A Solid Foundation for a Bright Future
Song Yeon Kim is on the brink of a major life change. The last time he experienced such a life change was four years ago when he entered TUS. He will soon be graduating and taking what he has learned out into the world—either to graduate school or embarking on a career.
In his native South Korea, Kim spent his compulsory military service in the air force trying to decide if he wanted to go to university in Canada, the United States or Japan. After speaking with his parents, he ultimately opted for Japan because of its proximity, affordability and reputation for advanced studies in the medical and scientific fields.
He notes that basic research in Japan is very strong, pointing out that many Japanese scientists have been awarded a Nobel Prize but that scientists from South Korea have yet to land one.
Two months after his military service ended, he arrived in Japan in July 2014 and enrolled in a Japanese language school in Tokyo. Kim studied Japanese from high school and he polished his skills in his country and later in Tokyo as he prepared to test for Japanese universities.
He learned of the Tokyo University of Science from a teacher at his language school and decided to apply to Yokohama National University, Meiji University and Tokyo University of Science. Accepted by the latter two, he decided his future lay at TUS.
“I didn’t really know much about testing for Japanese universities. I went to some information events, but didn’t participate in the open campus because I didn’t know about it. If they can, I’d would recommend students looking at TUS do so,” he says.
He has spent his undergraduate experience at the centrally located Kagurazaka Campus.
“This location is ideal. It is very urban and only a few minutes from Shinjuku or Shibuya. It is convenient when you’re looking for work and planning your future,” he explains.
He has advice for prospective students.
“I think the real work starts after you enter TUS. They say that it’s not that hard to get in, but that it is hard to graduate. If you don’t study, you’ll have to repeat a class or a year,” he says. “And teachers don’t give foreign students any special consideration. I started buckling down about a month before tests. You really have to try hard,” he adds.
He has spent his undergraduate time at TUS focusing on biology, biochemistry and organic chemistry.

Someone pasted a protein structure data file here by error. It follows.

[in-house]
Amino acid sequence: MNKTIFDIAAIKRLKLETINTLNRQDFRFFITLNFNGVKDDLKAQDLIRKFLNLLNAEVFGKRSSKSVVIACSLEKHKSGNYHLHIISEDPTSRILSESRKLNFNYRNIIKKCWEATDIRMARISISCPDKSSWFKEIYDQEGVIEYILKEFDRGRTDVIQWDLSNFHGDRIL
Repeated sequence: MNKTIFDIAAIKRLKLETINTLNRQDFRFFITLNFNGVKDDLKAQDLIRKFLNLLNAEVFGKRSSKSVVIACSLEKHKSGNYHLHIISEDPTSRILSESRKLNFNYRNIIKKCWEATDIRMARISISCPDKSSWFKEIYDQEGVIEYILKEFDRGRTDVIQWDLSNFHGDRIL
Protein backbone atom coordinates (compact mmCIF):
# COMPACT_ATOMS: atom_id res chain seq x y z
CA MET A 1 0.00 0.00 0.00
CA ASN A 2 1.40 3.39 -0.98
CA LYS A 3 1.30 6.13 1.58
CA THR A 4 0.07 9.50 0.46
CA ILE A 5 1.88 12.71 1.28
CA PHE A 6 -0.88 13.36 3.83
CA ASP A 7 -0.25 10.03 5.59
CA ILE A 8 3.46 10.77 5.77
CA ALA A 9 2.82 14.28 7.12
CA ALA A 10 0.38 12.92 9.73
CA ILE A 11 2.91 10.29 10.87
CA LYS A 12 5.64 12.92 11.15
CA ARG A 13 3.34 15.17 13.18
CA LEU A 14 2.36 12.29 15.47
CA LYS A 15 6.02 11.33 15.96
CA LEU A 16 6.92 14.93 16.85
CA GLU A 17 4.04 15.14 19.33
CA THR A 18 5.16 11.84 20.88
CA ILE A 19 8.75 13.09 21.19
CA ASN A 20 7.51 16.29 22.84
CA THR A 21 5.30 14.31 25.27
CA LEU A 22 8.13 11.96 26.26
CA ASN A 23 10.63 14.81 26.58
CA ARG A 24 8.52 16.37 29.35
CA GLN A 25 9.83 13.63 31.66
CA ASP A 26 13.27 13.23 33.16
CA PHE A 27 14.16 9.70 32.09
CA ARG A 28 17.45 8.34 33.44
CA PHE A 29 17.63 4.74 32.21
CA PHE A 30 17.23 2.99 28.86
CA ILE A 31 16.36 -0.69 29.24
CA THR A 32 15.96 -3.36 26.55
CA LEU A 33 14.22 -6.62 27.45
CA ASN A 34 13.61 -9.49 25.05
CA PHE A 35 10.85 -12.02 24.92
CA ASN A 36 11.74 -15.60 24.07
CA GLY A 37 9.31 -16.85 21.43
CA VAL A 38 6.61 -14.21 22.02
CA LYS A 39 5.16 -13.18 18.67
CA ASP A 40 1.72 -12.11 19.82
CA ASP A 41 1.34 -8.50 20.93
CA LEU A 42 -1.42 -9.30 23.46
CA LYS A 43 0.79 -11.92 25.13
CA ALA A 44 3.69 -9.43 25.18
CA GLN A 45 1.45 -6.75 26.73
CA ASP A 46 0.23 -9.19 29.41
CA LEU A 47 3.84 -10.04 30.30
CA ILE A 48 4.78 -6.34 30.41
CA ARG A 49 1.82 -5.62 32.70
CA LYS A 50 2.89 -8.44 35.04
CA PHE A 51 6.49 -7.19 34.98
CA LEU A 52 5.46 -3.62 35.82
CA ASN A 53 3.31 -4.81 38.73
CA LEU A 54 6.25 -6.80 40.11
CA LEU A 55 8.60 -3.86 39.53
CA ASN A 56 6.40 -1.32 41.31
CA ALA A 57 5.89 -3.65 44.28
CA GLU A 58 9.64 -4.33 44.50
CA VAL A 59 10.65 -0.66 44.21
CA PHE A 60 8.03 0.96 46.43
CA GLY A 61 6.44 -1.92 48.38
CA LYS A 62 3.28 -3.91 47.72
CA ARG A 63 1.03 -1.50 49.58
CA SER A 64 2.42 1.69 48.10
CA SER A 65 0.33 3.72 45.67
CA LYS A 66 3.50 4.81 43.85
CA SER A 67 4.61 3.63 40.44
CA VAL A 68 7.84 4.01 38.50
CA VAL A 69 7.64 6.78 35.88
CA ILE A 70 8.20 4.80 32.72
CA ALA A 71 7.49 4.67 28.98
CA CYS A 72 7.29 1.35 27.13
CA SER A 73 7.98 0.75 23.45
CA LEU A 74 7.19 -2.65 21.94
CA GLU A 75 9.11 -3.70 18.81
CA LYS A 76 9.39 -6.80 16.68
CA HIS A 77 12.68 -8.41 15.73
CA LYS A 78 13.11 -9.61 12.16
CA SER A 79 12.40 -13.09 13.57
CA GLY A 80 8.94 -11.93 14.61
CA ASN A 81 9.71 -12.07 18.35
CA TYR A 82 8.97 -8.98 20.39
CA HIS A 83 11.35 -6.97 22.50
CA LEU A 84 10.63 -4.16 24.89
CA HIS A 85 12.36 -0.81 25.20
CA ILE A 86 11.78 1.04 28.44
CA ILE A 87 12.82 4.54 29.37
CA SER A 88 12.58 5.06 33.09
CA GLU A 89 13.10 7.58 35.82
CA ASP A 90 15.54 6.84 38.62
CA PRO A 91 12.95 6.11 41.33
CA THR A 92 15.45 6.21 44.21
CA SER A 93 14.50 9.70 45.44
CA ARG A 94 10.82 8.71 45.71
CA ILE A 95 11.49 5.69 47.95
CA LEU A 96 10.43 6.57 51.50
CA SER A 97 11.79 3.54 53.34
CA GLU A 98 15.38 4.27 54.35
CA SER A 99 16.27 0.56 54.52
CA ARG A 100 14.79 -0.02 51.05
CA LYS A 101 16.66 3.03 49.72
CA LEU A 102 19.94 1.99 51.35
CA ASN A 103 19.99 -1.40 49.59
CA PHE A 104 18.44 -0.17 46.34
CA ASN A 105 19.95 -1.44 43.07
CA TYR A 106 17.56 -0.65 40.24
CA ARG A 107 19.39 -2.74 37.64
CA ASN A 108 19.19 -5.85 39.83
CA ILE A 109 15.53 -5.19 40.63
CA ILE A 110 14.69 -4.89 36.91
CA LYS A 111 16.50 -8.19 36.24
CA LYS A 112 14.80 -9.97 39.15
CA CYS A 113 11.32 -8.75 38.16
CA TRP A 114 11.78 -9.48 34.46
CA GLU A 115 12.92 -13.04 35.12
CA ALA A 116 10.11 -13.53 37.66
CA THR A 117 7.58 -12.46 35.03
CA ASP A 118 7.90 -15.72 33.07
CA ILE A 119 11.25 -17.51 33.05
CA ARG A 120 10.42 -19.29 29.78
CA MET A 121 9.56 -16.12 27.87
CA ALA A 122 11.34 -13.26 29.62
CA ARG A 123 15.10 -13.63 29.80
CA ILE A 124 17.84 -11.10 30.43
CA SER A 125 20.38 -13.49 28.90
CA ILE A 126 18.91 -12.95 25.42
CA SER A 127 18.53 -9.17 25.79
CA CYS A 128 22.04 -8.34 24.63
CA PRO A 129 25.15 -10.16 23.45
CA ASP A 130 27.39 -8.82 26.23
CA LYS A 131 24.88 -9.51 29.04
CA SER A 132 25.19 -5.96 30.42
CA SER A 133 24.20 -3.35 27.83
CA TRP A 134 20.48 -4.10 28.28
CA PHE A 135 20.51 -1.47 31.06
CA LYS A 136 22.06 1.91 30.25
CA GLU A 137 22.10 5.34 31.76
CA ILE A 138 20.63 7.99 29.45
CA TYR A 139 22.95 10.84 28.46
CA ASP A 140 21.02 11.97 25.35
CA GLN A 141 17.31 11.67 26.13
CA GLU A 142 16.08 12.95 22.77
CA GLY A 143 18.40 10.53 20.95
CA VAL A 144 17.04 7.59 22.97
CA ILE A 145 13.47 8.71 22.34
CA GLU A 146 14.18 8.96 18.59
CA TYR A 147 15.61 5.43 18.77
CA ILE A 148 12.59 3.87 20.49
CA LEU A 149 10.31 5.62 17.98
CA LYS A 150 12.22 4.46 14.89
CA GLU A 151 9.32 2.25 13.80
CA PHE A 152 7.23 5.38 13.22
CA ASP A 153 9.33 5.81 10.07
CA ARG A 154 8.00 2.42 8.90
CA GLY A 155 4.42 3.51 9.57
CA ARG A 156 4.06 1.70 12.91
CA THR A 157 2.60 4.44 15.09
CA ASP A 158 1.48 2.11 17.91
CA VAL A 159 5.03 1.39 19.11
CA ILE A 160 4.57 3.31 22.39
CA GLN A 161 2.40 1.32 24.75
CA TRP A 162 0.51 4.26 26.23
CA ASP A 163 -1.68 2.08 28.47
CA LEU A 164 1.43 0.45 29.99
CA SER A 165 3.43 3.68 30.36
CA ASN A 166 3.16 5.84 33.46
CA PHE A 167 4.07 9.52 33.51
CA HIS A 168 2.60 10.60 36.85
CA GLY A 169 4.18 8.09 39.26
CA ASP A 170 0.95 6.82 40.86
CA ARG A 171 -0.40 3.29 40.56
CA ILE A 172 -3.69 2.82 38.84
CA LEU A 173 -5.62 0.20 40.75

After completing basic studies at TUS, he entered the laboratory of Professor Takashiro Akitsu. Professor Akitsu's laboratory focuses on researching enzymatic biofuel cells. The lab is studying the use of a certain class of enzyme, which are often used as biological catalysts to slow the electron transfer rate between electrodes and oxygen, to stabilize the enzymatic biofuel cells with the intention of commercializing them in the near future.
Now Kim will be graduating and is looking to focus more on the biology component of science. To do so he is planning to pursue his graduate studies at either Tsukuba University or Tokyo Institute of Technology. He aspires to take what he has learned at TUS and work in research to make products that support people’s health.
Apart from his studies, Kim says that some of his best times at TUS were spent in one of the university’s many student clubs. He was active in the TUS Broadcasting Research Group (Rikadai Hoso Kenkyukai (RHK)) for his first three years at TUS. RHK members are free to do many things including making videos and radio programs. The projects, gatherings and times spent with other group members were an unforgettable part of his time at TUS.
“Not many foreign students get involved in club activities, but I felt it was important. It’s fun and an experience almost unique to Japan including the gasshuku (training camps) and such. I’d suggest giving them a look,” he says.
“I also like to ski and do other things. It was easier and more affordable to do things like that here, so there were lifestyle benefits for sure,” he says.
Making friends took time. Kim says initially he was the only Korean on the Kagurazaka Campus so he ended up doing things with the Japanese around him and gradually built up a network of friends. The past few years there has been a jump in the number of Koreans entering TUS, he says.
Kim is unsure where he will ultimately end up. He is open to working in Japan, the United States or South Korea, but not set on returning home. One company has already made him an offer, but he wants to learn more first. He envisions ultimately applying his knowledge and research to create food or pharmaceuticals to help enrich the lives of people.
*Information on this article is based on an interview done in 2018